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CRB original
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Discussion Starter · #1 ·
When did it become cool to curl ones weak hand thumb over the top of the slide to manipulate it for checking, or chambering a round?

TR
 

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I can't make my thumb do what that sounds like. Please show a picture.
 

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Are you asking about using an "overhand grip"? If so, it's been somewhat popular since "gross" motor movements were found to be easier to perform under stress.
 

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I can't really picture what the OP is talking about. Pics would help.

ETA- not sure why it would matter how people manipulate their slides.
 

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He is referring to using the thumb and web of the thumb in front of the ejection port to press check or chamber a round.

like this guy at ~ 1:20

 

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I think that the reasoning goes that you grip the slide differently than when racking the slide so that you accidentally don't rack the slide. Also, the tip of the thumb touches the extended trigger finger along the slide, preventing you to pull the slide too far back.

Personally, I pinch grip underneath the slide, and simultaneously pull back from the ejection port with my trigger finger. That way I can also feel the round in the chamber.
 

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CRB original
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Discussion Starter · #7 ·
Yep...the video shows exactly what I was speaking about. Im seeing lots of folks use this technique to chamber a round, and not just press check for condition.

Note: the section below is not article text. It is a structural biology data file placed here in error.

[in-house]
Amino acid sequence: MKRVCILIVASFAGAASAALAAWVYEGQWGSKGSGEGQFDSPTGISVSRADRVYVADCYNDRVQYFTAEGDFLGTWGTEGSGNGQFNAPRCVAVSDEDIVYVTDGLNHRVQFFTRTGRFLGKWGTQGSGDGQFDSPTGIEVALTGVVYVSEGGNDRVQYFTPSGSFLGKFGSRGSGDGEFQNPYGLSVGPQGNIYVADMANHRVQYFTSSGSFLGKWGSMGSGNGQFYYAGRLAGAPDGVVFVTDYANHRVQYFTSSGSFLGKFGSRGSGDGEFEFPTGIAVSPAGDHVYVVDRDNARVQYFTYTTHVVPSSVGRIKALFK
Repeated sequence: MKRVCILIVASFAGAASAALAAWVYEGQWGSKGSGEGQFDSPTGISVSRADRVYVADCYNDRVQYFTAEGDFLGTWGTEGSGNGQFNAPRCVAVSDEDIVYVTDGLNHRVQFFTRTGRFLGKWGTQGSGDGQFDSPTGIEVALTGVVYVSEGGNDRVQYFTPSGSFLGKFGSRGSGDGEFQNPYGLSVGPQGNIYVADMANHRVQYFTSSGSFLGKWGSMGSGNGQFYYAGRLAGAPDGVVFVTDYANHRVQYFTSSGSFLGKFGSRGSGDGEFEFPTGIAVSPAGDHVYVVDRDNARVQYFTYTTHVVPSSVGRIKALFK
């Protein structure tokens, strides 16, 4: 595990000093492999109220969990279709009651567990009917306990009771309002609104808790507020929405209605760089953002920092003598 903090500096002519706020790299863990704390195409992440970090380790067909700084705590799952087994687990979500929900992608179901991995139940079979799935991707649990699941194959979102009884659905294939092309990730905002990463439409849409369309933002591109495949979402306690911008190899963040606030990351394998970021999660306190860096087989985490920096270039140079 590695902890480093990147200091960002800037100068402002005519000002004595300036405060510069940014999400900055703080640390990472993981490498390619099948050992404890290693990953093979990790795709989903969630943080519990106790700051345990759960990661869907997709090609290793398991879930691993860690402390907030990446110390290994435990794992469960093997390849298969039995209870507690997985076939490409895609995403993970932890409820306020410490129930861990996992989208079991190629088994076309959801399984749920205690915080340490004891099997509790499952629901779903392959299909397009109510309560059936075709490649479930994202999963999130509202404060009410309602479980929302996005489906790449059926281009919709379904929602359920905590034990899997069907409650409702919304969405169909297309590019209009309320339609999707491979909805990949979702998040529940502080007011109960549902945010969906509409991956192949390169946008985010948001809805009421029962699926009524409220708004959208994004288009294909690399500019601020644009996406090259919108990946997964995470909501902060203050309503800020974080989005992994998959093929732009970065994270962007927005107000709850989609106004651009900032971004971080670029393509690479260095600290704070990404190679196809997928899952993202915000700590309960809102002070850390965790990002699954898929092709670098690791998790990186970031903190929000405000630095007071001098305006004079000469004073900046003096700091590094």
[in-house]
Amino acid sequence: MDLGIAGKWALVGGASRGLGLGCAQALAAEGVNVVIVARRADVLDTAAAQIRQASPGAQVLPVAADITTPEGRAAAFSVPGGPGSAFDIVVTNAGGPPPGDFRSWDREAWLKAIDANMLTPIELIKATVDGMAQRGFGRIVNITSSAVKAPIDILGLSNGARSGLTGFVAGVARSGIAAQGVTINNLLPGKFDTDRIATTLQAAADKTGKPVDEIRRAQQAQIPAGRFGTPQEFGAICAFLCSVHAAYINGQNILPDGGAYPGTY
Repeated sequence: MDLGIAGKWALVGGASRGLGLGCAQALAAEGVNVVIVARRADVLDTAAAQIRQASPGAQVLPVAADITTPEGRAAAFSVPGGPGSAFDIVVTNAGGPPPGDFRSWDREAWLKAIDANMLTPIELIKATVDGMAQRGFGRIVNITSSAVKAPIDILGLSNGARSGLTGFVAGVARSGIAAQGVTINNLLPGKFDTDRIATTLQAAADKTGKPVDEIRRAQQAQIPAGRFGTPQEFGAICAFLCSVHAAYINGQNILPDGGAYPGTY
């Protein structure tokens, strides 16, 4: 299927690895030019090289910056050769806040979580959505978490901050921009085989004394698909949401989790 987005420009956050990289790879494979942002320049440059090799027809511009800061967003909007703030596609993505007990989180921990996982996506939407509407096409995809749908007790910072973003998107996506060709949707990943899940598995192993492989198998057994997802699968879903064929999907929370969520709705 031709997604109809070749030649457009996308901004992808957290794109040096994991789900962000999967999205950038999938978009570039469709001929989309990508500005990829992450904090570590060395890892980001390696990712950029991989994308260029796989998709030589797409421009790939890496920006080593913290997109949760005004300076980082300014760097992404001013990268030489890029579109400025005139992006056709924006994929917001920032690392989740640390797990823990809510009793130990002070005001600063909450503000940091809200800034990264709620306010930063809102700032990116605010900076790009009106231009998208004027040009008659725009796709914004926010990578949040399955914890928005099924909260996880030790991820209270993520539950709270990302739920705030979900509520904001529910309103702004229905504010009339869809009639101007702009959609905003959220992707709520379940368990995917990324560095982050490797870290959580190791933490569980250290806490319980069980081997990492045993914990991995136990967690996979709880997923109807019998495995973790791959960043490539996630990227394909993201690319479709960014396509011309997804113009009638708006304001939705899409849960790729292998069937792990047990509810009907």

Just curious is all. I can't seem to gravitate to it, much less execute it very well with full power recoil spring systems.

TR
 

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Do what works for you. Don’t worry about what the cool kids are doing. On second thought, try what the cool kids are doing and if it doesn’t work for you then don’t do it. Everyone has different hand size, hand strength, arm strength, etc.
 

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Why do I need to press check during regular shooting? Different than checking the chamber of a gun you haven’t handled for a bit.
 

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Ok, the "curl" of the thumb was what I couldn't picture. I think of this as pinching the slide with the thumb. It's as valid as any other method.
 

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To make a press check. If you form a habit of doing it every time you handle the gun, you don't forget to do it when you should.
 

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To form a habit?
why? And I’ve had this debate in PMC groups. Aside from checking the condition of a firearm that one hasn’t handled for a while, if I’m shooting orwhatever, my weapon operates as its supposed to then why do I need to do press checks while shooting? Every time it went bang a round was there and it went bang again. Whether I reload or Tac re load or whatever the weapon had been functioning as expected.
 

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I have seen it happen many times, and it has happened to me also, that a shooter for some reason does not chamber a round properly, or fails to rack the slide althogether.

I have formed a habit of doing a press check when I reload an empty gun. Either during practice session, or when loading duty ammo after the session.
 

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To make a press check. If you form a habit of doing it every time you handle the gun, you don't forget to do it when you should.
I have seen it happen many times, and it has happened to me also, that a shooter for some reason does not chamber a round properly, or fails to rack the slide althogether.



I have formed a habit of doing a press check when I reload an empty gun. Either during practice session, or when loading duty ammo after the session.
Ok. Everybody has their way.
 

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Having your fingers flopping around out there seems like bad idea. Maybe it's an affectation like holding your pinky out when you sip tea? I curl my fingers in and pinch the slide in front of the ejection port. On a glock (at least the ones I own) you can see the chambered round, as well as see and feel the raised extractor, without manipulating the slide. IMO, no need to "press check" glocks, just "check".
 
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